It's impossible to guess what exactly is going on. She *could* be thinking that she's basically grown up from gr 8 onwards on her own except for visits home and now thinking she wants to be home again before she has to leave for college again. But I think if that is part of it, it's kind of secondary to something else. She could have had a falling out with everyone she's been friends with; discovered disloyalty or been very let down. Which I think holds some possibility as it would also explain why she's choosing friends in your town who are either too old for her or HS dropouts or into drinking/smoking pot. Why? Because many times kids who have have something bad happen to them think that they don't "deserve" more; other times, they feel like this is the kind of person who will accept them ...

I personally think that something has happened in her life that has caused her to feel like she either doesn't 'deserve' something good or that the dropouts/partiers, etc., are more 'trustworthy' than the so-called 'straight' friends ...

My sister chose to drop out of school in gr 9 and mess her life up completely for the next 5 years, going from literally being a straight A student without effort, shy, quiet, and totally a non-problem child to being out of control. I won't say what we eventually found out caused this, but something HAD happened to her that made her feel unworthy of her family's love/acceptance, and unworthy period. It was a pretty powerful negative experience. I'm not saying this is what's happened to your dd; I use this as a reason for my 'theorizing' that something may have happened *to* her as opposed to just perhaps bad choices she's making. Things like this can and DO happen. It's not always a matter of parenting or lack of; poor choices on the teen's part or other 'typical' things ...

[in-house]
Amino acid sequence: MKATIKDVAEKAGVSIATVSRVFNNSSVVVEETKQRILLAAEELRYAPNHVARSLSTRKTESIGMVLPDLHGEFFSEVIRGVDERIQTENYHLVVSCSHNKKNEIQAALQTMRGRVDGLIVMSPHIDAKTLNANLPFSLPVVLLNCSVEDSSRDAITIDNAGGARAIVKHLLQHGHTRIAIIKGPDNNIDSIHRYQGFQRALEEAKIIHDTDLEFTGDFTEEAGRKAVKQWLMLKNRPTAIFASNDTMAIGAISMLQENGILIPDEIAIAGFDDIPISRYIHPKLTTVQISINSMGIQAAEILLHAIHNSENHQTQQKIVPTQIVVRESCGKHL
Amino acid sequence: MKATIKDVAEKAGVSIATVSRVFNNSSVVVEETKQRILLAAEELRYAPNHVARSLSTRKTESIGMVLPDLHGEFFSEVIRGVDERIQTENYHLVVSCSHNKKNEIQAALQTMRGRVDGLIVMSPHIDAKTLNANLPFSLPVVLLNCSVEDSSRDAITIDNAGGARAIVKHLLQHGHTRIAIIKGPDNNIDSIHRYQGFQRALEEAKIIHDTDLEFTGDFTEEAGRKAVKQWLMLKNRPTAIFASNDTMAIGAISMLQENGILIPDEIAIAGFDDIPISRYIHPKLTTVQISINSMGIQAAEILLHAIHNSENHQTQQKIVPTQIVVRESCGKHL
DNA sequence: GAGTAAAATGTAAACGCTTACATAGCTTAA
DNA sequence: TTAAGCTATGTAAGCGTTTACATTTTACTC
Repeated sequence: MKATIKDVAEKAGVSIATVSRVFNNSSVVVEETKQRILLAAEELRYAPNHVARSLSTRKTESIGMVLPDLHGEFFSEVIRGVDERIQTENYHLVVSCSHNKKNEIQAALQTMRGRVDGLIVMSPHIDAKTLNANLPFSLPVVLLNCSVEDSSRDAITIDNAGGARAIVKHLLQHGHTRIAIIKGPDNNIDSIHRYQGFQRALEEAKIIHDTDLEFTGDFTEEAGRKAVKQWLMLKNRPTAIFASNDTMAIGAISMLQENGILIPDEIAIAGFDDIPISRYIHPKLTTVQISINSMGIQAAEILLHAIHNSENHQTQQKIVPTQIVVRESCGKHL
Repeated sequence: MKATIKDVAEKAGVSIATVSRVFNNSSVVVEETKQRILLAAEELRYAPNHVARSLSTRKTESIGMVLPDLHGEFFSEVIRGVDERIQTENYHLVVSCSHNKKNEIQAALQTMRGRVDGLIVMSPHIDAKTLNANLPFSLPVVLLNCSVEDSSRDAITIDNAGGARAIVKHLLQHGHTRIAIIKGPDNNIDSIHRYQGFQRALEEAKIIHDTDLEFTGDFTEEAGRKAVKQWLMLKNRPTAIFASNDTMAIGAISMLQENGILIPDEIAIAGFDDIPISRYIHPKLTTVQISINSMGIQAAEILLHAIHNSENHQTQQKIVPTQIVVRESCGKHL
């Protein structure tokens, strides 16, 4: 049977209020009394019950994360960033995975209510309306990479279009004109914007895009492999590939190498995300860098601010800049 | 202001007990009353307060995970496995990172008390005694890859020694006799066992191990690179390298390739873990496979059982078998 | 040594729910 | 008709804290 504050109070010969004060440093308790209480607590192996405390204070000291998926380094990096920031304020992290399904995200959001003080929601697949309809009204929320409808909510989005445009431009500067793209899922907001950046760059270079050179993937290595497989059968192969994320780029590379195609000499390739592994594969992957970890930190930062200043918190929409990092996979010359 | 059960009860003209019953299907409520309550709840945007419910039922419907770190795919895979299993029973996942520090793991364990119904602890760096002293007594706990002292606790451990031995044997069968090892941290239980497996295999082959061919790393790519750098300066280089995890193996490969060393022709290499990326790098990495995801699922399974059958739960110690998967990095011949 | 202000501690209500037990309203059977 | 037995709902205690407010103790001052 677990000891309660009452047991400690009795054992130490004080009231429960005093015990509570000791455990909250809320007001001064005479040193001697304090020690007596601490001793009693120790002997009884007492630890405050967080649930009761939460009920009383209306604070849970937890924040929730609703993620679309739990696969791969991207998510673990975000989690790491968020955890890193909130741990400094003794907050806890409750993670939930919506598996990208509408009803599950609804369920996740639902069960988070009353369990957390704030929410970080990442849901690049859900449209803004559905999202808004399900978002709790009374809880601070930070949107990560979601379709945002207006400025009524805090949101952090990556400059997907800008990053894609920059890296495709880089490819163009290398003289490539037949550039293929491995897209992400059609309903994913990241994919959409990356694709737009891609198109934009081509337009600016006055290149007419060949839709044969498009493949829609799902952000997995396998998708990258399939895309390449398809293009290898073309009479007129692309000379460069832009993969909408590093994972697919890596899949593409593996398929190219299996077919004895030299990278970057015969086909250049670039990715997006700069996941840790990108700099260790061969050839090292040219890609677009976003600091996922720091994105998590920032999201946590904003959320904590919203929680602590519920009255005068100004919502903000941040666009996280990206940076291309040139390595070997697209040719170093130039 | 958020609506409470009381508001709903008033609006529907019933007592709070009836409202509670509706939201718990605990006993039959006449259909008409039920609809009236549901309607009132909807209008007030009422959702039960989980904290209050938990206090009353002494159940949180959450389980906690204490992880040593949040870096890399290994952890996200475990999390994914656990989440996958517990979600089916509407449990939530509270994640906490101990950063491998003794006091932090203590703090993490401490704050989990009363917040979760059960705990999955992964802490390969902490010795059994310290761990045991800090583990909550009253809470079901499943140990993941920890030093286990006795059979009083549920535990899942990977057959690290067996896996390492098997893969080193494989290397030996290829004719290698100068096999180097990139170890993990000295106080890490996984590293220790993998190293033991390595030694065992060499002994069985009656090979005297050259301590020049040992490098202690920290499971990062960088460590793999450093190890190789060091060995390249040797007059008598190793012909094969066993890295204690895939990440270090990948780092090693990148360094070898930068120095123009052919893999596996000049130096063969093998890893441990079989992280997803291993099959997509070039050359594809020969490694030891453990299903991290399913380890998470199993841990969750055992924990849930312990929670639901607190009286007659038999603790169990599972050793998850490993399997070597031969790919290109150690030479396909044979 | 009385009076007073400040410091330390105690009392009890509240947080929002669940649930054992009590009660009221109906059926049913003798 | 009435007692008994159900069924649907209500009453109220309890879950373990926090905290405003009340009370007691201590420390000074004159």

I would encourage you to talk to her counsellor. I don't know how much the counsellor can divulge; perhaps the counsellor would be willing to talk to the two of you together if she/he can't break confidentiality - it's worth asking if your dd, for whateve reason, can't/won't talk to you on her own. But I also would try to approach your dd by telling her that things just aren't fitting together; there is definitely something missing here, that you love her, are concerned, will listen without judgement no matter what it is, and encourage her as much as you can to try to be open with you. And don't give up.

It doesn't *sound* like your dd reacted in a strongly resistant manner when you vetoed her NY Eve plans, altho she likely protested, maybe even was mad - but if this were straight rebellion or straight bad influences from others around her, she would, I think anyway, have reacted strenuously to your vetoeing this, esp at the last moment. If she is just used to not having to be in a typical parent/teen role with you, she would have reacted harshly and I seriously doubt she'd be asking to move HOME for her senior year, already knowing that you can and you WILL veto something inappropriate - which is part of the reason why I don't think it's about that so much. It seems more like she is looking for a kind of refuge or perhaps it is as simple as wanting to reconnect before going on with the rest of her life.

Ask her what she envisions life being like if she moves home, before you tell her what will and won't be acceptable. Find out what HER view is about life at home, and how she perceives it FIRST - and invite her to tell you this in as conversational (i.e. not 'we need to sit down and talk about this') way as you can muster. This alone will likely give you some clues as to what *she* is seeking in this decision to move home. Ask her what she thinks it will be like; what she thinks the rules might or might not be; what she thinks are 'fair' freedoms and compromises.

Good luck. I hope she WILL come home for a year. I think she sounds like she needs to :-) and that's really okay you know. The 'best school' or whatever is not the be-all and end-all ... healthy, sound and loving relationships are far harder to learn to maintain than grades. I would welcome her home and trust that you will take the steps together one at a time. Even IF you don't learn what exactly has all happened beforehand. She may only reveal that over time and re-established day to day closeness; being able to argue with you and be there that night to know everything is okay before she sleeps - things that aren't as readily accessible when you live away from home and situaitons that happen on a daily basis over the 'honeymoon' times over vacations, you know? Hugs.